But it´s kind of obvious that you don´t care about what I actually say. Is there a reason for removing the quote-markers from your quotes ... ? It´s a lot easier to track a quote with them intact, and read the entire post (and perhaps understand why a particular statement is made once you get the full context) …
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Quote:
Originally Posted by Jens Eklund View Post
Look at Jims IRs: Very noisy, and a 32 bit export is not going to solve that problem. The gain structure is what needs to be improved.
Since I'm not a room measurement expert, I could be out to lunch but I have always assumed that people tend to error on the low level side (for the amplified, room-stimulating signal) for a couple of reasons. First, they may be subconscously thinking in terms of recording the amplified signal as opposed to needing to optimize the room-response portion of the signal. And that can be a double-edged sword, since pushing your monitor too aggressively can introduce distortion components you really don't want to be measuring. Also, playing really loud sine waves, tone bursts, etc., probably concerns some folks that they may damage their (expensive) monitors.
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Quote:
Originally Posted by Syncamorea View Post
Since I'm not a room measurement expert, I could be out to lunch but I have always assumed that people tend to error on the low level side (for the amplified, room-stimulating signal) for a couple of reasons. First, they may be subconscously thinking in terms of recording the amplified signal as opposed to needing to optimize the room-response portion of the signal. And that can be a double-edged sword, since pushing your monitor too aggressively can introduce distortion components you really don't want to be measuring. Also, playing really loud sine waves, tone bursts, etc., probably concerns some folks that they may damage their (expensive) monitors.
Yes, that´s probably one reason, and as stated previously:

Quote:
Originally Posted by Jens Eklund View Post
I assume a lover level than 0 dBFS palyback level was chosen as default so that people wouldn´t blow their speakers if unused to this kind of procedure and a sine sweep with high RMS level compared to normal music. Optimally; a playback level of just below clipping is naturally preferred but since it´s not that critical, a -12 dBFS level is fine.

EDIT:

It´s also perfectly possible that the only general “issue” is the 16 bit export without normalization (but then the application should be clear about the possible issues when doing so since most of the exported IRs from Fuzz I´ve found is a 16 bit un-normalized export and usually around -20 dBFS, that is causing problems).
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Weird

Jens, I do not remove quote markers from my posts. In fact inserting them is a conscious act, not automatic on my computer. As you can see here your computer/browser is actually removing them.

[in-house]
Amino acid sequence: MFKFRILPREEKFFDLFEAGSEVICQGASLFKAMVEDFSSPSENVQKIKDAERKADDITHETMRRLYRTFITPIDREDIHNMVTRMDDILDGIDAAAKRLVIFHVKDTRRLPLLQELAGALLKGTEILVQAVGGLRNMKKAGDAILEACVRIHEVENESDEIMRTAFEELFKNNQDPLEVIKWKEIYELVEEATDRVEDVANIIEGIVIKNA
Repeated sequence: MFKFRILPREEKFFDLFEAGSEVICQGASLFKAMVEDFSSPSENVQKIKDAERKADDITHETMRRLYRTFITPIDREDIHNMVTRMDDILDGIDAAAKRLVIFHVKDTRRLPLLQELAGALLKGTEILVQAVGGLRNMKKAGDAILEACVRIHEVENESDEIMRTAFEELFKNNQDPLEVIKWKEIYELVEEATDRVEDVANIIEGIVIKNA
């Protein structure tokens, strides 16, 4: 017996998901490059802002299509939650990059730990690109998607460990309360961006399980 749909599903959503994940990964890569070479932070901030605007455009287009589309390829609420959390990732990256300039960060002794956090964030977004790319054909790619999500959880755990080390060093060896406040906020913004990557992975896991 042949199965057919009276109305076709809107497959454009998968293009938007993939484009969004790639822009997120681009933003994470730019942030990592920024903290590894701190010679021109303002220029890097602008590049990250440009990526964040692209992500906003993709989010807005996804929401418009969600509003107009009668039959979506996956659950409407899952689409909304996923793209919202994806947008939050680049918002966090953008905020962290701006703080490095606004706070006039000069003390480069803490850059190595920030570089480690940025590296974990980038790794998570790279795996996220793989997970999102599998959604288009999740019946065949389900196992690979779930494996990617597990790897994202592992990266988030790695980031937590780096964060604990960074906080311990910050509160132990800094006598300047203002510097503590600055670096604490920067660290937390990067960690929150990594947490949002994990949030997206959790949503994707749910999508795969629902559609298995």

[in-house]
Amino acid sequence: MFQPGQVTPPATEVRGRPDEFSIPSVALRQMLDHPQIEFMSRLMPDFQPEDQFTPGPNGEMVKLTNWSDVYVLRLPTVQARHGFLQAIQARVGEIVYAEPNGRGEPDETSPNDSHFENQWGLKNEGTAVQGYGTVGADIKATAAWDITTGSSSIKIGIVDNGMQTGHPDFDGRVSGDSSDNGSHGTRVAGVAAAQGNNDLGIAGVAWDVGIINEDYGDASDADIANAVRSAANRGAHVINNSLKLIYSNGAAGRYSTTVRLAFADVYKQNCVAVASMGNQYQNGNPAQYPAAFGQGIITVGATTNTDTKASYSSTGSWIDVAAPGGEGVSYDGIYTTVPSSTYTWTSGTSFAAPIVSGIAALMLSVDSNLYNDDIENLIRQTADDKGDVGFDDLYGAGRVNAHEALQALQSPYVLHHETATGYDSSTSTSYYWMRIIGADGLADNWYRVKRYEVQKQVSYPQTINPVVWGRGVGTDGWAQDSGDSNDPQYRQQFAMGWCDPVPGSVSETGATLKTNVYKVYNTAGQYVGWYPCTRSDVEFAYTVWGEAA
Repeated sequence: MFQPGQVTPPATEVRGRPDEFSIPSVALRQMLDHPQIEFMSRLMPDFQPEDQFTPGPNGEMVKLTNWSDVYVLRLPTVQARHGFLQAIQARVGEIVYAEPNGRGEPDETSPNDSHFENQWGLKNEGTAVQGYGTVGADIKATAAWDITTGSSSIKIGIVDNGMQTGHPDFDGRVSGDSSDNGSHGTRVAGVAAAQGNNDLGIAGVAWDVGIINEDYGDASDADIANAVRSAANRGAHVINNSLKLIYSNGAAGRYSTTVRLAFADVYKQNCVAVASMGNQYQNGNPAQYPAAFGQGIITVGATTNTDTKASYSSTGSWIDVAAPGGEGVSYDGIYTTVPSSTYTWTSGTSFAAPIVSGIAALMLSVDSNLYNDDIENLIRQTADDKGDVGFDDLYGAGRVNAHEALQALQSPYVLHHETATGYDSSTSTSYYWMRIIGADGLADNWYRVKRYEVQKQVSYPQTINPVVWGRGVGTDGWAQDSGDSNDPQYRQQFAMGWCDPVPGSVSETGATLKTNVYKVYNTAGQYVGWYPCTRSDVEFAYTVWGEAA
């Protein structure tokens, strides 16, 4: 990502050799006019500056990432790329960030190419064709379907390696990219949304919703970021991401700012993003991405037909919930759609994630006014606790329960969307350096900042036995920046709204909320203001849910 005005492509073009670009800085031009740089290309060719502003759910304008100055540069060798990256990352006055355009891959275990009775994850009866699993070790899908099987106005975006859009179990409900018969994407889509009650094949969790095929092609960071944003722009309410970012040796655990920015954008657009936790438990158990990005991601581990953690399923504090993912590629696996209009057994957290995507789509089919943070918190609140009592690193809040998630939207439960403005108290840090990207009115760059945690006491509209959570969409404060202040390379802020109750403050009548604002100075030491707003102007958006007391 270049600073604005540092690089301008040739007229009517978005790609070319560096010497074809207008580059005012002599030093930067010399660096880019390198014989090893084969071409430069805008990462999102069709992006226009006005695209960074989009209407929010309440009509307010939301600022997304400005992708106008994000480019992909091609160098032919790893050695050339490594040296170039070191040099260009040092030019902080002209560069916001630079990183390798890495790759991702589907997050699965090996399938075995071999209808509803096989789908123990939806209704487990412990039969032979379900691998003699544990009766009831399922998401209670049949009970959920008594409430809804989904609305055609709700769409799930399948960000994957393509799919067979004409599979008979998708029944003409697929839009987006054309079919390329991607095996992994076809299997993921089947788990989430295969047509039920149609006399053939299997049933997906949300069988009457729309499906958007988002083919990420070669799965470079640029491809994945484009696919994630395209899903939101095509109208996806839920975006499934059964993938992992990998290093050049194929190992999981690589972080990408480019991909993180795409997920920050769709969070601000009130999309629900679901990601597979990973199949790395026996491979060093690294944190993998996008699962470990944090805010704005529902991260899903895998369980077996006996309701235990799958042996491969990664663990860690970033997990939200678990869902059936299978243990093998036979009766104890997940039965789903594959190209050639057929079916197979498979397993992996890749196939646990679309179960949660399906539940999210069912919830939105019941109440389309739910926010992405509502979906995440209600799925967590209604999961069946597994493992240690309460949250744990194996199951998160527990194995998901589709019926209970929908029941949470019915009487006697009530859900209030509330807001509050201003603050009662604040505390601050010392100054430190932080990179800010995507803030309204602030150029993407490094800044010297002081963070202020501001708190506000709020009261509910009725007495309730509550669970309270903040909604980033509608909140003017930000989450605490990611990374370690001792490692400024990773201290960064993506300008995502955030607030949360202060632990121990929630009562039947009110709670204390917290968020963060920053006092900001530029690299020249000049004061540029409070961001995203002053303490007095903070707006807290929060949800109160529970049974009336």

Name:  Screen shot 2012-12-12 at 14.10.15.jpg
Views: 223
Size:  68.9 KB

DD
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Quote:
Originally Posted by DanDan View Post
Jens, I do not remove quote markers from my posts. In fact inserting them is a conscious act, not automatic on my computer. As you can see here your computer/browser is actually removing them.
Attachment 320946

DD
So why does your posts lack the:

Originally Posted by XXX, View Post button

heading above the quotes?
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Quote:
Originally Posted by Jens Eklund View Post
It´s also perfectly possible that the only general “issue” is the 16 bit export without normalization (but then the application should be clear about the possible issues when doing so since most of the exported IRs from Fuzz I´ve found is a 16 bit un-normalized export and usually around -20 dBFS, that is causing problems).
Something I've not paid enough attention to is the level of the room response vs. frequency relative to the excitation SPL. I need to work on that.
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Lost

Jens I am afraid I simply don't understand what it is that you are trying to say.
Can you see the screenshot?
Quote marks and the sources are shown.
If you wish to discuss my posting style or anything else for that matter, you are welcome to contact me via PM.

Sync, basic tests with REW and FM here show that kissing FS on the level meter results in Impulse Response Peak Magnitudes of -20dB or so. This 'kissing' used to be normal 16 Bit practice, no longer necessary with 24 Bit when available.
In treated rooms with great care I have occasionally managed -10dB Peak.

Both programs work fine when operated in this manner. Both programs will Export as Audio Files with reasonable resolution if Normalisation is applied first.
As recommended.

DD
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Quote:
Originally Posted by DanDan View Post
Jens I am afraid I simply don't understand what it is that you are trying to say.
Can you see the screenshot?
Quote marks and the sources are shown.
If you wish to discuss my posting style or anything else for that matter, you are welcome to contact me via PM.
When I quote, there´s a button in the quote that links to the original post. This accreditation is somehow lost in your quotes.
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Quote:
Originally Posted by jim1961 View Post
Attachment 320951

Attachment 320952

Here are two more. I went into control panel in windows and turned the mic levels way up. I also have provided a normalized file for comparison.
I´ll have a look later.
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Before posting your measurement results-12-12-rew-ir-loud.gif

I imported the 12 12 IR loud file into REW and got this